Even teams that have fallen out of the postseason race have plenty to play for down the stretch.Professional pride is at stake. So are jobs, both for young players looking to prove themselves and veterans facing free agency. And then there is the opportunity to play spoiler.Nothing beats getting to
Even teams that have fallen out of the postseason race have plenty to play for down the stretch.
Professional pride is at stake. So are jobs, both for young players looking to prove themselves and veterans facing free agency. And then there is the opportunity to play spoiler.
Nothing beats getting to the playoffs yourself, but making life difficult for contending clubs can be satisfying in its own right. And if that contender is a division rival, all the better.
Here is a look at five teams in position to fill that spoiler role and make their presence felt over the final six weeks of the regular season.
Cincinnati Reds (55-70)
Over the past two weekends, the Reds took two out of three from the D-backs and then swept three from the Giants -- a blow that might have buried San Francisco in the poseason chase. And despite a sweep at the hands of the Indians in between, Cincinnati actually is 52-55 since Jim Riggleman took the helm from Bryan Price, including 47-43 since May 8. While the Reds are less formidable with Joey Votto on the disabled list, Scooter Gennett and Eugenio Suarez still anchor the lineup, Billy Hamilton is a game-changer in center field and on the basepaths, and right-hander Luis Castillo has a 2.83 ERA over his past six starts (all against contenders).
Opportunities will be bountiful. Monday's game in Milwaukee began a stretch in which the Reds play 13 straight against the Brewers, Cubs and Cardinals. Overall, beginning Tuesday, Cincinnati has 18 games remaining against those National League Central foes -- plus six against the Pirates -- as well as a three-game set with the Dodgers at Great American Ball Park.
Los Angeles Angels (63-63)
It's been another frustrating season in Anaheim, one that began with significant hype and hope but faltered after a promising 23-14 start. Beset by yet another wave of injuries, the Halos find themselves far behind not only the Astros, but also the Athletics and Mariners in the American League West.
But thanks to the schedule, those three division opponents are still going to have to go through the Angels as they try to make it to October. Of Los Angeles' final 36 games, more than half (20) are against that trio. That includes a whopping 10 matchups with Houston, the first of which comes Friday at Angel Stadium. The Halos also can have a hand in the NL race, thanks to two-game sets against the D-backs and Rockies over the next week.
If AL MVP Award candidate Michael Trout returns soon to a lineup that also features Shohei Ohtani, Justin Upton, Jose Pujols and the resurgent Kole Calhoun, it could give those contending pitching staffs loads of trouble.
Minnesota Twins (59-65)
An AL Wild Card club last year, the Twins got off to a rough start in 2018 and couldn't recover in the top-heavy AL, where they now sit 13 games behind the first-place Indians in the AL Central. Despite some trades, there is still talent in both the lineup (Eddie Rosario, Miguel Sano) and rotation (Jose Berrios, Kyle Gibson), and the club is 24-17 since July 5.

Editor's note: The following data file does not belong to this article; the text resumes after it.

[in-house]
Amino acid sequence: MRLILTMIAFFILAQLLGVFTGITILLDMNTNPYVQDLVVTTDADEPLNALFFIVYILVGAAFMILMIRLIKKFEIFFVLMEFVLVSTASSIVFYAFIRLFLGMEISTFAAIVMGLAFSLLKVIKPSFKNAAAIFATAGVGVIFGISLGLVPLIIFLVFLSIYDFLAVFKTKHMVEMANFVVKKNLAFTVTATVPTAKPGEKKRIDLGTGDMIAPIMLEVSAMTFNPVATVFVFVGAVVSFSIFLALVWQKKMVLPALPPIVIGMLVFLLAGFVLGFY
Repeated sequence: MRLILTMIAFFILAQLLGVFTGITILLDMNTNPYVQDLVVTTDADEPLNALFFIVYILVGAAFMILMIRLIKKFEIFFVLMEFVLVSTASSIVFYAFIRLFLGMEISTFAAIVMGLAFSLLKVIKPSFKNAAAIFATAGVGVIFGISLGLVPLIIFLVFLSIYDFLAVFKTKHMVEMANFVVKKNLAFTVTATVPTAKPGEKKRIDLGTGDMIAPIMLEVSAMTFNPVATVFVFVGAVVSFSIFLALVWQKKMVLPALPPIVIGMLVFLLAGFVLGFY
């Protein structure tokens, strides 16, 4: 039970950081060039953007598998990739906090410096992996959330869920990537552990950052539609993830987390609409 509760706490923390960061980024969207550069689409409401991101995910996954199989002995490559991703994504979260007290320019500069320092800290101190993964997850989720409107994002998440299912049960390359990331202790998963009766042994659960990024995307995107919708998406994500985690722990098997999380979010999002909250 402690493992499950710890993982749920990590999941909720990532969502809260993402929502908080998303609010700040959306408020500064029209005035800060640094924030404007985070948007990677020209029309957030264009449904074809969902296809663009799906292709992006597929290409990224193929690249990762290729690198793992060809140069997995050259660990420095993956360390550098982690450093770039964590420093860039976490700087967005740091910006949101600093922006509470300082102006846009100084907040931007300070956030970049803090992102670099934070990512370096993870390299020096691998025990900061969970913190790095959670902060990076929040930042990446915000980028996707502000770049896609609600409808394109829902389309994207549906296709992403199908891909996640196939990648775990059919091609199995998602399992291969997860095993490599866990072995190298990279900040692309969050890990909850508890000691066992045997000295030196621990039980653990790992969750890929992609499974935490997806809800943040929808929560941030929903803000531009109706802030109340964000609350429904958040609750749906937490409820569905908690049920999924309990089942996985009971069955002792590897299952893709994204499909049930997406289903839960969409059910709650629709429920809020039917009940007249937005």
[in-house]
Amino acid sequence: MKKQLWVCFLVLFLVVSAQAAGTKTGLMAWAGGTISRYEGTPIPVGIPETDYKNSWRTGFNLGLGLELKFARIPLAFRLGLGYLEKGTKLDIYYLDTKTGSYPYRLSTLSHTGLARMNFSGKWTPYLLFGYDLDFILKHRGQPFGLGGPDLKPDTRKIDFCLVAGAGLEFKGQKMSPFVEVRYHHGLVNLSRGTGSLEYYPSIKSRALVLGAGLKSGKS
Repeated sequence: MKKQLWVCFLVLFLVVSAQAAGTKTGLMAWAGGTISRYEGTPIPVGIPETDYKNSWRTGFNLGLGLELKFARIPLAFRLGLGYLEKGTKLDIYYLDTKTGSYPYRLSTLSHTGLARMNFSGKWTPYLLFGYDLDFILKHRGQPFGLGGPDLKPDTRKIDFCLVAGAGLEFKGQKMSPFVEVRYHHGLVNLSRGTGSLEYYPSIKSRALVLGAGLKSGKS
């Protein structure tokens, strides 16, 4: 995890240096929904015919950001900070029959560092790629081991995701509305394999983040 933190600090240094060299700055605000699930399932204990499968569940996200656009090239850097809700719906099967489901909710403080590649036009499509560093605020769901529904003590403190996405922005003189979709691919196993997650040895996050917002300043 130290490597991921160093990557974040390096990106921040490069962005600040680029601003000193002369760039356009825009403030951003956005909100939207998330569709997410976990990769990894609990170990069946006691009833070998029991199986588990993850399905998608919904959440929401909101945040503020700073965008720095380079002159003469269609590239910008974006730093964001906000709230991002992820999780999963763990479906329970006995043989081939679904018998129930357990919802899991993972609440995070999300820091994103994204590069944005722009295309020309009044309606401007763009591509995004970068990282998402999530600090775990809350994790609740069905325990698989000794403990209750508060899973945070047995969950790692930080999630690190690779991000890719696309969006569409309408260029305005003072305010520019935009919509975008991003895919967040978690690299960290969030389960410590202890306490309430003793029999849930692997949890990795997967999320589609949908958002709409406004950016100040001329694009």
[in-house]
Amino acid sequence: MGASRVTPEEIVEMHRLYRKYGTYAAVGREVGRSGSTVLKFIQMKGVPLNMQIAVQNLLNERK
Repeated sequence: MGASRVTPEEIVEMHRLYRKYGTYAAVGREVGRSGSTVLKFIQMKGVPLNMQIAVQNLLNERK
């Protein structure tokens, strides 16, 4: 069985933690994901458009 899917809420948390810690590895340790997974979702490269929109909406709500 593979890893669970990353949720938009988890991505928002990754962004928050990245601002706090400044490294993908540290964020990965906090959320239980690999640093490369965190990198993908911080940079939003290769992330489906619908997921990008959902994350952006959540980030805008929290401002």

Minnesota is especially dangerous at Target Field (38-26), where the surging Athletics will open a four-game series on Thursday as they battle for the AL West title. In all, the Twins play seven more games against the A's, as well as three apiece against the Astros, Indians and Yankees. But in order to make a major mark the rest of the way, they will need to improve upon their 27-40 record against clubs with .500 or better records.
New York Mets (54-70)
Just about everything other than Jacob deGrom's run at an NL Cy Young Award has gone wrong for the Mets since they raised hopes with an 11-1 start. But as last week showed, they still can present problems for contenders. The Mets took down the Yankees in a makeup game last Monday in the Bronx, then ended the week by winning three of five from the Phillies (while posting a 43-20 run differential).
With the NL East up for grabs between the Phillies and Braves, the Mets still have six more games against the former and three against the latter. New York also is scheduled for series with the Cubs, Dodgers and Red Sox, plus two more with the Nationals, who could wind up playing the spoiler role themselves, as their postseason hopes hang by a thread.
Any of those teams might face Noah Syndergaard and deGrom in back-to-back games, which could be an easy recipe for a series loss. And with Zack Wheeler also on a roll, the Mets have the starting pitching to shut down good lineups.
San Diego Padres (49-78)
Stuck in last place with the worst record in the NL, San Diego isn't a club that's likely to scare anyone on paper. But the Padres also have some young talent already on the roster, plus a rich farm system that could send reinforcements in September. In other words, it's the type of team, with nothing to lose, that should play loose and make some contenders sweat in the final weeks.
San Diego will go head-to-head with Seattle in a pair of two-game sets, but those competing contenders primarily will come from the NL West. The D-backs, Rockies and Dodgers, all within 2 1/2 games of each other and all in the postseason mix, play the Padres a combined 18 times the rest of the way. That begins with the Friars' road trip through Colorado and Los Angeles that begins Tuesday night.
With Cory Spangenberg, Hunter Renfroe and Christian Villanueva all swinging hot bats this month, the Padres already have split 14 games with the Brewers, Cubs, D-backs and Phillies. More chances to make pests of themselves await.
Andrew Simon is a research analyst for MLB.com. Follow him on Twitter @AndrewSimonMLB.